In this presentation, I aim to analyse how Japan has (and has not) liberalized its socio-economic institutions since the 1980s until the early 2010s.
While existing research has provided accounts of specific fields like labour, trade or financial markets, there is so far no comprehensive longitudinal analysis of change and variation of change across and between socio-economic institutions.
Drawing on a newly collected database of reform measures ranging from finance to product markets and from labour to social security, I trace Japan's trajectory of liberalizing and deliberalizing change from early occurrences in the 1980s to "waves" of liberalization under the Hashimoto and the Koizumi administration.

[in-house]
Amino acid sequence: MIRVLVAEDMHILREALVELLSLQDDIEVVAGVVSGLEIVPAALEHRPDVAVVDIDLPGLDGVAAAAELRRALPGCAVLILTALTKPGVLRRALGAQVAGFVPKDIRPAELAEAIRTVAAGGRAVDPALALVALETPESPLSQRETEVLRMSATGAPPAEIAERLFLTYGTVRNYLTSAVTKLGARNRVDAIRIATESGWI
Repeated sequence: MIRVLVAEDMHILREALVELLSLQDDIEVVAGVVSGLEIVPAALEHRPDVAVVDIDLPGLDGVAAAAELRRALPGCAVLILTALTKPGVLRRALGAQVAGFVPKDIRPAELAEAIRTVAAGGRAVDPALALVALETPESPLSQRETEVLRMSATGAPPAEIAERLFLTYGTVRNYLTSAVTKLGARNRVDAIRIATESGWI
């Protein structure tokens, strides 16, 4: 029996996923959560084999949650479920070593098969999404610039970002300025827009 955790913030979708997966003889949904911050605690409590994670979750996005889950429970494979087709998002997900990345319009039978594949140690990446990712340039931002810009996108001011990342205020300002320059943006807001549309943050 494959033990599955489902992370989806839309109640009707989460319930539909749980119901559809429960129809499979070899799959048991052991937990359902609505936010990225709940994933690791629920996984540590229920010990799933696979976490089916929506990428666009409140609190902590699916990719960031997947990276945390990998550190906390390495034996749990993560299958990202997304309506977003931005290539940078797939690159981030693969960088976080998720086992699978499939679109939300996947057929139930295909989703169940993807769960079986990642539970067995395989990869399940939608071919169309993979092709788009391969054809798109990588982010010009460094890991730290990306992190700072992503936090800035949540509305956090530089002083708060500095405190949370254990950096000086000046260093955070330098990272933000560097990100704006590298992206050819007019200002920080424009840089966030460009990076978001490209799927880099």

Furthermore, I attempt to relate my empirical findings to existing theories of why change has occurred in such a way. While class and party politics seem to be important parts of an explanation, I suggest that the key to understanding Japan's "logic of liberalization" lies with the relationship between the productive system and the livelihood security system.
Stefan Heeb is a PhD-candidate at the University of Geneva and in 2015/16 visiting research scholar at the Institute of Social Science, The University of Tokyo.